Healthy Canaries Need Healthy Food
Like most seed-eating birds the Fife canary has very basic diet requirements:
There are many good quality canary seed mixtures on the market today. Although some fanciers prefer to mix their own I find Haith’s Super or Deluxe canary mixture an ideal basic diet. Most fanciers when mixing their own use plain canary, rapeseed and a little niger seed, and many add pinhead oatmeal. At certain times of year this will vary and sometimes certain Fifes are best placed on a diet of plain canary seed. Top quality seed mixes have all the vitamins, minerals and enzymes necessary to maintain a Fife in top condition.
In addition to the basic canary mixture of plain canary, rape, niger, hemp and linseed there are other good conditioning seeds to be used prior to the breeding seasons such as maw, lettuce, gold of pleasure, teazle and perilla. All have beneficial qualities but the easiest method of supplying these invaluable seeds is by purchasing such a mixture.
Do not use additives in the water during hot weather as they will ferment very quickly and could make the birds ill.
Greenfoods and Vegetable Matter
Greenfoods are essential to maintain any bird in tip-top condition. Canaries, just like humans, need fruit and vegetables to provide additional vitamins, minerals and roughage.
The most popular and valuable greenfoods for the Fife are listed below, although I have tried other fruits such as half oranges.
Soft foods and soft seeds are particularly important when young are being reared. For more information see the Breeding page.
Chickweed is easily collected in large amounts in the spring and early summer. It is the ideal conditioner for all finch-type birds. However, be careful to avoid fields that have been recently sprayed, if you collect from farms. This can make the birds very ill. I grow my own patch in the corner of the garden to ensure a plentiful supply.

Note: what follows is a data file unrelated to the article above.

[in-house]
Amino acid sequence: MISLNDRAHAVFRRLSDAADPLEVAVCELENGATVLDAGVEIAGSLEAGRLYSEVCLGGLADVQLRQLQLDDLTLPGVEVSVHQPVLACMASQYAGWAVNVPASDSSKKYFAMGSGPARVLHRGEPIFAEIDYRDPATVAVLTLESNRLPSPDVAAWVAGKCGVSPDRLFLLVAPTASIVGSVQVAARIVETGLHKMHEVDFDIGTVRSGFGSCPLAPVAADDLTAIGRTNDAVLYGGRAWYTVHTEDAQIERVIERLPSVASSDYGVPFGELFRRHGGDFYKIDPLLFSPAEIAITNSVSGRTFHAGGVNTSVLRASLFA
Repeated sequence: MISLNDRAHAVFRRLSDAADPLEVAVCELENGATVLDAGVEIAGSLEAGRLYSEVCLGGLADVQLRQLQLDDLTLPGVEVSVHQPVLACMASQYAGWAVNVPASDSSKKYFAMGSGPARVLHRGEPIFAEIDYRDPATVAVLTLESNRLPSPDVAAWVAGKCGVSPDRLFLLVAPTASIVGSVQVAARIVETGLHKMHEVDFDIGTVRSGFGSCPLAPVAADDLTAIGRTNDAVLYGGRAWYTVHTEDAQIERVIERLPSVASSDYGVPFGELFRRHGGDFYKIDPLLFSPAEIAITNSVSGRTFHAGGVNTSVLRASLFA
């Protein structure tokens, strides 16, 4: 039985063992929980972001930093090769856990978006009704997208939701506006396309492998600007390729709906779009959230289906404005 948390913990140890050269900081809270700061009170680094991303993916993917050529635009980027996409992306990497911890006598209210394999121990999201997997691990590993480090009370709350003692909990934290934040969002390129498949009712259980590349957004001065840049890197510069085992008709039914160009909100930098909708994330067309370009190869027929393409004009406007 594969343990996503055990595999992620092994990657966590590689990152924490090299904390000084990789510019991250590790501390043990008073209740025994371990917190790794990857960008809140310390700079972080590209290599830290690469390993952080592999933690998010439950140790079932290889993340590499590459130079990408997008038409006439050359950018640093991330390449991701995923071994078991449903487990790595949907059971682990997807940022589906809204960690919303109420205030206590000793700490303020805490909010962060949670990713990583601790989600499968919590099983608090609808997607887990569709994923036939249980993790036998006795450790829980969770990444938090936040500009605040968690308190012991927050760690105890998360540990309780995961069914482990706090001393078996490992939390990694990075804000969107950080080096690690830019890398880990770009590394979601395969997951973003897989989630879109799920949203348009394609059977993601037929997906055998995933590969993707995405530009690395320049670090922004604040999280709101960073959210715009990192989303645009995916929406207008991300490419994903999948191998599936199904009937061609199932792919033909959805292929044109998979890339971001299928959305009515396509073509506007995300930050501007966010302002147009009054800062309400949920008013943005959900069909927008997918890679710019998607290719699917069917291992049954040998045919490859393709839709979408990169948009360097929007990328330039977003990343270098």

Dandelion is the other favourite of the bird fancier. Leaves and diced roots can be given in spring, the seeding heads when the flower is turning white. There is no better conditioner.
Most wild plants that produce a seed can be given once the seeds ripen. Sow Thistle, Meadowsweet, Coltsfoot, Shepherds Purse and Groundsel can all be used as long as plants with mouldy leaves are avoided.
Much is made these days of food supplements for cage and aviary birds. I prefer not to use them, as a good wholesome diet of quality seed mixtures, fresh greenfoods and fruit in addition to a rearing softfood is adequate for any small bird such as the Fife. Some additives are given sparingly to assist the moult and to sick birds.
There is a danger of overdoing the supplements, so I prefer to avoid them. However, vitamin supplements and probiotics do have a place if a complete diet is not available and any fanciers now use a probiotic to keep the gut clean.
There are natural supplements to a bird’s diet that have been used for many years. These are: